Gigantic beer stein. According to its display, it was made in Germany, weighs 35 lbs empty, holds 8.45 gallons of beer, features the scene of a Flemish country wedding on the stein, and Gabrinus on the lid; it includes a German phrase translating to “He who can empty this stein is truly a man”. Located at the Pine Cheese Mart and Von Klopp Brew Shop, Pine Island, Minnesota, USA. (Photo credit: Wikipedia)
This just in: It turns out human beings have more than five senses. Yes, there’s hearing, touch, taste, smell and sight, but it appears we also own a sense of humor.
Okay, except for Germany. Oddly enough, in several international polls, Germans collectively rank at the bottom in number of office pranks, comedy clubs and pictures with finger antennae sticking up behind people’s heads.
They do however find themselves at the top position for number of hemorrhoids per person in any given month.
I’m thinking both may be fixed by an increase in fiber and the occasional light beer.
(To be fair, I know a good handful of Germans and have witnessed firsthand their uncontrolled belly laughs with or without the additions of heavily flour laden food.)
Back to my point; what is it about April 1st (or March 32nd in many circles) that brings out such tomfoolery in many of us? Is it the desperate reversal of seasonal affective disorder (SAD)? The whole ‘the sap is running’ syndrome?
Or maybe we’re mistaking raucous laughter for the mad hysteria that usually grips people when realizing they have two weeks left before the government makes fools of all of us.
Not everyone finds the same things funny. But on the whole, most of the world can agree that mocking their bosses is a personal pastime that will help make the work hours fly by. Sadly, mocking their bosses in front of said bosses will make the work hours nonexistent.
Unless you are a military family and moved around the bases with the same speed as either Jose Reyes in baseball or Hugh Hefner with women, it’s easy to shrug with confusion over what makes people in other countries giggle with glee.
The French like to secretly attach a paper fish to a person’s back.
Flemish kids lock their folks out of the house.
Polish kids lock their folks and themselves out of the house.
(Photo credit: Rakka)
It’s a weird world, but maybe no nation is as weird as the land of the free, the brave and the willing to dress their pets in miniature Star Wars costumes. Yes, maybe America takes the cake for the most head scratching forms of humor created. It’s difficult to pinpoint exactly when our funny bone fractured and warped, but I’d guess it started when the TV series Joanie Loves Chachiaired.
Worldwide, we’ve never been looked at quite the same.
Although science has not been able to manufacture humor into pill form, and there’s still that sticky bit about double blind trials, research and proof, laughter has been known to cure what ails us—if only temporarily.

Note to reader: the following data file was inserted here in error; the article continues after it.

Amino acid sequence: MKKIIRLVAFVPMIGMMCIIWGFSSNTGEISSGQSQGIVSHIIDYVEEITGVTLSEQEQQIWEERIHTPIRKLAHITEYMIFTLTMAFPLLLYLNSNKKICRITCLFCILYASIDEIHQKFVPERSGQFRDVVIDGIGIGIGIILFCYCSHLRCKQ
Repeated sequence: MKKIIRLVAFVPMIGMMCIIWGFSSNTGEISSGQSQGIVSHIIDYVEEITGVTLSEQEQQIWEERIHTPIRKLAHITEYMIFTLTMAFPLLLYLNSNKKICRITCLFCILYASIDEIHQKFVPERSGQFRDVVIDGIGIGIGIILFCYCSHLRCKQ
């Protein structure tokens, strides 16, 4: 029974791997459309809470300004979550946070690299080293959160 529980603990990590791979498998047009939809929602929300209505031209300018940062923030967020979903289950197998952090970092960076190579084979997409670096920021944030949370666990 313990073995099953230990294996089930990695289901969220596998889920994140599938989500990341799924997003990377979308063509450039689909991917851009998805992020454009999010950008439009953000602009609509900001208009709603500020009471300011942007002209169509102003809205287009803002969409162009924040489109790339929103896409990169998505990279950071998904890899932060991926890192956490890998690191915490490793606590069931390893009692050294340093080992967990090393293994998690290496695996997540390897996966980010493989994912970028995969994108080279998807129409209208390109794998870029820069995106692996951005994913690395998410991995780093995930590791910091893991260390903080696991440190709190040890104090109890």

Chuckling obviously makes you more attractive and approachable, but it also boosts the immune system, releases endorphins and protects the heart. It does not, however, aid digestion when you do it upside down after a full meal. Best case scenario: no one is beneath you on the monkey bars after Thanksgiving supper. (Been there, done that.)
We crave laughter. We seek out comedians, forward knee-slapping jokes and tune in regularly for the President’s State of the Union address. I know one woman who says she won’t consider anything funny unless it makes her lose control of her bladder—just a little. (I’m sorry, but even with the qualifier that statement makes the top of my eww list.)
And what of pranks? April Fool’s Day presents an opportunity to show your loved ones, if not the world at large, just how far you’re willing to take a hoax to pinpoint a posse of prize saps.
Photograph of a woman harvesting spaghetti in the BBC programme (Photo credit: Wikipedia)
Do you participate? The BBC does. In fact, I suspect they may have a department solely formed to organize and plan for just this one day of the year. Who can forget the clever Swiss Spaghetti Harvest Hoax where broadcaster Richard Dimbleby revealed that an early influx of warm weather across Europe resulted in an exceptionally heavy spaghetti crop?
Do you remember in 1980 how the BBC reported that in order to keep up with the times, the face of London’s Clock Tower (which houses Big Ben) was going digital?
Animation of the act of unrolling a circle’s circumference, illustrating the ratio π. (Photo credit: Wikipedia)
My favorite has got to be from 1998 when it was rumored that the Alabama state legislature was in the process of changing the mathematical value of pi from 3.14159 to the Biblical value of 3. I’m still choking on my Cheerios over that one.
Whether you’ve waited all year to hoodwink your homeboys or you palpitate with paranoia at being the targeted prey, have a hearty hoot at the hilarity others have pulled on a few unsuspecting victims. Here’s a list of the top 100 April Fool’s Day Hoaxes of all time.
Now tell me … have you got something to add to the list?
Happy fooling around!
Don’t forget to check out what’s cookin’ in the Scullery this week (here) and what we’re all talkin’ about down in the pub (here).